The Steinman and Summers courts elaborated on the "special circumstances" which could require diversification of an ESOP's holdings. In Steinman, the Seventh Circuit noted that if the "ESOP was [the employees'] principal retirement asset . . . and was entirely invested in the stock of their employer . . ., and their employer was bought in a stock-for-stock deal-so that all the assets of the ESOP became stock in the acquirer by a company that had a much higher debt-equity ratio than their (former) employer and as a result its stock price was much more volatile and its bankruptcy risk greater," then the duty of prudence could require diversification of an ESOP's holdings. Steinman, 352 F.3d at 1106. In Summers, "[t]he question was whether the participants in the ESOP had a remedy against the ESOP trustee for the trustee's failure to dispose of the employer's stock as the market price of the stock fell (ending at zero)." Harzewski v. Guidant Corp., 489 F.3d 799, 807 (7th Cir. 2007). The Seventh Circuit held that "the trustee could not be faulted for failing to second-guess the stock market, and while it could be faulted for failing to recognize (and, by diversifying, reduce) the risk that the drop in price was imposing on the ESOP's participants because of the increase in the employer's debt-equity ratio brought about by the fall in its market value, the plaintiffs had never sought to 'determine the point at which the ESOP trustee should [have sold] in order to protect the employee-shareholder against excessive risk.'" Id. The Summers court explained that the source of the duty to diversify an ESOP is: the excessive risk imposed on employee-shareholders by the rise in the debt-equity ratio of the employer's stock as a result, in the example given in Steinman, of a merger and in our case of plummeting stock price. How excessive would depend in the first instance on the amount and character of the employees' other assets, for, as we have already indicated, it is the riskiness of one's portfolio, not of a particular asset in the portfolio, that is important to the risk-averse investor.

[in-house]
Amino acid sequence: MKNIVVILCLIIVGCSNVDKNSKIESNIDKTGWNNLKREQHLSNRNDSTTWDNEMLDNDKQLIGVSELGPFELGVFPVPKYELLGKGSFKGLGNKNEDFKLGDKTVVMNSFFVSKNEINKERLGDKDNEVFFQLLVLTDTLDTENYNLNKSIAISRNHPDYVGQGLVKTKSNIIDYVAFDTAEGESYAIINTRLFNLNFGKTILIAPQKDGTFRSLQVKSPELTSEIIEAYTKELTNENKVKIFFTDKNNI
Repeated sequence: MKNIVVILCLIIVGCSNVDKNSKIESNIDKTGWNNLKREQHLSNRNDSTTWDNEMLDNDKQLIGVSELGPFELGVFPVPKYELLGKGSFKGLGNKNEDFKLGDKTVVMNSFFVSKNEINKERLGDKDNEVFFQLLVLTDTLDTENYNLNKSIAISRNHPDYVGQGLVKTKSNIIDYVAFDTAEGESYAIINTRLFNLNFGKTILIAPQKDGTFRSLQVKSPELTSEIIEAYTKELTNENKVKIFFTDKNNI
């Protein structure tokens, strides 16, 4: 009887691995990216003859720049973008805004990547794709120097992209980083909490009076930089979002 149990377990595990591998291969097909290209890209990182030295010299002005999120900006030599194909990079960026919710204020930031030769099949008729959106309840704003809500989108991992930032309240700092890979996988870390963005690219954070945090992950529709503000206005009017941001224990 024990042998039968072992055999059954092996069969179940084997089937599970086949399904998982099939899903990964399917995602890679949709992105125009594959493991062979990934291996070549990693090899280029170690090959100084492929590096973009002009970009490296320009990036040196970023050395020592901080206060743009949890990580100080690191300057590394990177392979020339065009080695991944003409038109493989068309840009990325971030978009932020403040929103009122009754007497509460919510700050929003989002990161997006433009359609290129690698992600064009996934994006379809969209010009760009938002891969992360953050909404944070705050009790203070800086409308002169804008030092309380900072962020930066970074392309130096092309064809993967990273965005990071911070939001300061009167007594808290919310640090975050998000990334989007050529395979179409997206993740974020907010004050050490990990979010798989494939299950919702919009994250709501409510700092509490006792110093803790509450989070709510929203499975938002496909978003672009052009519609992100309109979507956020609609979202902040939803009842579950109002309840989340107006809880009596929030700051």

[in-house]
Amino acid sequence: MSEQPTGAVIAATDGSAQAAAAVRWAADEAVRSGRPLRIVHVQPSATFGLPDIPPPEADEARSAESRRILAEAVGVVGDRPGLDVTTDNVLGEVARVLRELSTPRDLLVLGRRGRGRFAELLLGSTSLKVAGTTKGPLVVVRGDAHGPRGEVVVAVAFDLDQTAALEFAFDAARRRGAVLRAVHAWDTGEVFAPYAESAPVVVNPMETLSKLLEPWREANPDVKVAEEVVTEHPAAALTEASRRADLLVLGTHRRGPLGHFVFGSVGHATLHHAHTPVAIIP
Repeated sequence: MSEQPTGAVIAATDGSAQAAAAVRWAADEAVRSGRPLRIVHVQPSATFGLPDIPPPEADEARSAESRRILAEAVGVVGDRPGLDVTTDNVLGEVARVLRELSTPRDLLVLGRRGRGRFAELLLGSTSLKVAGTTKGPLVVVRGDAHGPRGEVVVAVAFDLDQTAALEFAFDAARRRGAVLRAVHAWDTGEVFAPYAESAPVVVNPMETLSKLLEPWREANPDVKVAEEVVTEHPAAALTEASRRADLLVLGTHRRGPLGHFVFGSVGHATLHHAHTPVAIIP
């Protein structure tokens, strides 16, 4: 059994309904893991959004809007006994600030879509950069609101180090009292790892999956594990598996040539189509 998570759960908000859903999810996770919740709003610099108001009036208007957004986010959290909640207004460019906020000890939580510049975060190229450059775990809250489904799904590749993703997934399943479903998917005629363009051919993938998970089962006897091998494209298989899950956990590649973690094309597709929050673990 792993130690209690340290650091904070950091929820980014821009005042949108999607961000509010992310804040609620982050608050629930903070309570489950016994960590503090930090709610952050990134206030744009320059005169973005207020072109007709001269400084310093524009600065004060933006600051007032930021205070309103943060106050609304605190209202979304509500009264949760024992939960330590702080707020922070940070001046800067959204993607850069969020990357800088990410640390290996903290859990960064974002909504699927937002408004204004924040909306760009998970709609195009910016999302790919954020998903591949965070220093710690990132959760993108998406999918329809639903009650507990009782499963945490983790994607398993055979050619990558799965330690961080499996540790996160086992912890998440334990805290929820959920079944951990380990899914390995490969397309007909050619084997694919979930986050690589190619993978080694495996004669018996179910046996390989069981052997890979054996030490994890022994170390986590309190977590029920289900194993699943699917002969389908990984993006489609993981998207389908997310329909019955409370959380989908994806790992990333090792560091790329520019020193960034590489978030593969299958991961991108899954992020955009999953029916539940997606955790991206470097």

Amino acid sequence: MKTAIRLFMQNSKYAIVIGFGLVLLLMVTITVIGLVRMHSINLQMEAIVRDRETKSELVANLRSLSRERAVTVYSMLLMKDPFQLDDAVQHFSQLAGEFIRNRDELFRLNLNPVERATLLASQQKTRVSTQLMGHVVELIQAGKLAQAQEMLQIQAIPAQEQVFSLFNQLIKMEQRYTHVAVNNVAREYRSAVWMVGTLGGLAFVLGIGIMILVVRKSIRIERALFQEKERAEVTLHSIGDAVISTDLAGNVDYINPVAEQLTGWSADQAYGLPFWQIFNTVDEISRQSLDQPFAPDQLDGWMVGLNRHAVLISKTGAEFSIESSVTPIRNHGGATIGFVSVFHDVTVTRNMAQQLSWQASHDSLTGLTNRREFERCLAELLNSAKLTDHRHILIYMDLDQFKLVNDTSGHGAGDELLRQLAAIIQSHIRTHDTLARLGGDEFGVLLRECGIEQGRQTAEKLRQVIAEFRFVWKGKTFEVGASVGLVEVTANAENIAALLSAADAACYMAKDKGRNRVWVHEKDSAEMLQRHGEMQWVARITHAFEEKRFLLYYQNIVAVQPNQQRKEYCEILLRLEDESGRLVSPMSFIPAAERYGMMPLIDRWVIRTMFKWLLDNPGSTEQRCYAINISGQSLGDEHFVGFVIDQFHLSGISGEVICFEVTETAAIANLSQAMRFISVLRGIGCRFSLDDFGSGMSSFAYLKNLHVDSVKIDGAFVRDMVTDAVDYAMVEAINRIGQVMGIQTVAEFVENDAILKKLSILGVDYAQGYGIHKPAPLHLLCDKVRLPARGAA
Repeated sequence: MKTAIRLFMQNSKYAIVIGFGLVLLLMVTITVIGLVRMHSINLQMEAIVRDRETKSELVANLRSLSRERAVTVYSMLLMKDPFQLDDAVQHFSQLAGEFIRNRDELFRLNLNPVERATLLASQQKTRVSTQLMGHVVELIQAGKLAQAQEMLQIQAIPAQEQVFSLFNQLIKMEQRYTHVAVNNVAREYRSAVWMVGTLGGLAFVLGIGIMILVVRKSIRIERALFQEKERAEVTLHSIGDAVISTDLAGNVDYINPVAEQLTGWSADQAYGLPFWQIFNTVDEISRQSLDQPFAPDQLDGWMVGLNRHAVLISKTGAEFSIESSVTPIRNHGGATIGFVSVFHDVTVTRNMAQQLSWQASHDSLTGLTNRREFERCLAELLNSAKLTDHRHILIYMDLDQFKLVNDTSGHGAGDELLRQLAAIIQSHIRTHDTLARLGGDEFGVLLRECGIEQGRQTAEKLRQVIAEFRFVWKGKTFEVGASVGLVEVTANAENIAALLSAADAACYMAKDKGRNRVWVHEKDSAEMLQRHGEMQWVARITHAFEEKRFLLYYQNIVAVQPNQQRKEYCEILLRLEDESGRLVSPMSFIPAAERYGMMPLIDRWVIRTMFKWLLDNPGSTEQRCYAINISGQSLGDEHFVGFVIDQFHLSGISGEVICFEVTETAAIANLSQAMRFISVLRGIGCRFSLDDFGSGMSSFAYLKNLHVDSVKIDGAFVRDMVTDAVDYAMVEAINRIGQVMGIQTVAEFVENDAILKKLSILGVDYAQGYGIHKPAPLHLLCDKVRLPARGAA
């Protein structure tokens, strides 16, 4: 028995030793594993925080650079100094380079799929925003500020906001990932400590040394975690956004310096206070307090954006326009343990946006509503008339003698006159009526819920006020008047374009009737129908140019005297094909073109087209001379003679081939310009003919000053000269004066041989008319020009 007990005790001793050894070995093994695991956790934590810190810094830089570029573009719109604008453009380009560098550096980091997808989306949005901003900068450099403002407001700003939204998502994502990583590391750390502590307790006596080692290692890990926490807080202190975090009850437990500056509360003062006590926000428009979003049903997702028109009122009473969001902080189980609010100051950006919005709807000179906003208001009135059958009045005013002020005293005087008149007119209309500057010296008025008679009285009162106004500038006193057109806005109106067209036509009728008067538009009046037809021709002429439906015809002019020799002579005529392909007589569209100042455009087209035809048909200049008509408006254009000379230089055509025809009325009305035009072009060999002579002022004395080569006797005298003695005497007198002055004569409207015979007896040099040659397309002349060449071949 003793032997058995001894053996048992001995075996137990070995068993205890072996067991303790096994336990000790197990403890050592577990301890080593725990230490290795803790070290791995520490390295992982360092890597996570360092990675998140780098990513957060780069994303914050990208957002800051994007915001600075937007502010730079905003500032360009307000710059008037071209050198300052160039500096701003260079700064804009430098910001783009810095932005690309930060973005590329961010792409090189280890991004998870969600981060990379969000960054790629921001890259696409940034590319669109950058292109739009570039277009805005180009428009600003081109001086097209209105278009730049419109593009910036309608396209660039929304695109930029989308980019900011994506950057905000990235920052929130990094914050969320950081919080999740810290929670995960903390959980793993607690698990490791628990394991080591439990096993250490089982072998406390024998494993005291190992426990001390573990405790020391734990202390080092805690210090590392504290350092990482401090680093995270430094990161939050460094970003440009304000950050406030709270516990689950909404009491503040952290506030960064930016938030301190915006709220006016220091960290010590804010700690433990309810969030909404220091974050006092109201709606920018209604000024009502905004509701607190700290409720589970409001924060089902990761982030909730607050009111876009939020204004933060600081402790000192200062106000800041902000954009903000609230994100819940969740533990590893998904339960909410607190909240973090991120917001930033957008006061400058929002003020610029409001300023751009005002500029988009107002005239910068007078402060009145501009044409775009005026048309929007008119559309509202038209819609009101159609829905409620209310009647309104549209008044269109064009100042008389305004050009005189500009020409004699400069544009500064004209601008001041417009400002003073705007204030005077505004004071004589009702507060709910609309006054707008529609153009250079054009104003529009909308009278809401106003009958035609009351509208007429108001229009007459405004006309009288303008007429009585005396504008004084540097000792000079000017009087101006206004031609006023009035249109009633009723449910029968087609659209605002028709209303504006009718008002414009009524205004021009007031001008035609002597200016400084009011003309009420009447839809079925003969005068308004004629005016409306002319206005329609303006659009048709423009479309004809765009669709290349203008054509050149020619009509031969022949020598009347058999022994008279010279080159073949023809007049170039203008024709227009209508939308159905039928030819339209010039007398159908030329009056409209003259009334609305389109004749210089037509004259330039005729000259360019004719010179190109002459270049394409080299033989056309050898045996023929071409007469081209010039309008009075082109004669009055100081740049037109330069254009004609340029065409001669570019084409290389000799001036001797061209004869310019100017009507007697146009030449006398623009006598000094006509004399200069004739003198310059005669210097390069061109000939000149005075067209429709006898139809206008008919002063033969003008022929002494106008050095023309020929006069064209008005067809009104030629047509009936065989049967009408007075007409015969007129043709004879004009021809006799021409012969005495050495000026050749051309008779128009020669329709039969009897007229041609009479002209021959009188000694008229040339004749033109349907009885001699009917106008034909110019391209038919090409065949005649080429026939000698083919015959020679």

Summers, 453 F.3d at 411.
Steinman and Summers thus instruct that a plaintiff may introduce evidence that there may have been a point where an ESOP trustee should have sold an employer's stock in order to protect the employee-shareholders from "excessive" risk.*fn1 By definition, an allegation that a fiduciary failed to protect employee-shareholders from "excessive" risk necessarily depends on the participants' other investments. "Excessive" risk cannot be judged in isolation, but must be compared to the amount and character of the participants' other assets. It makes no sense to argue that the risk was "excessive" without knowing the amount and character of the participants' other assets. "[W]hat is important is ...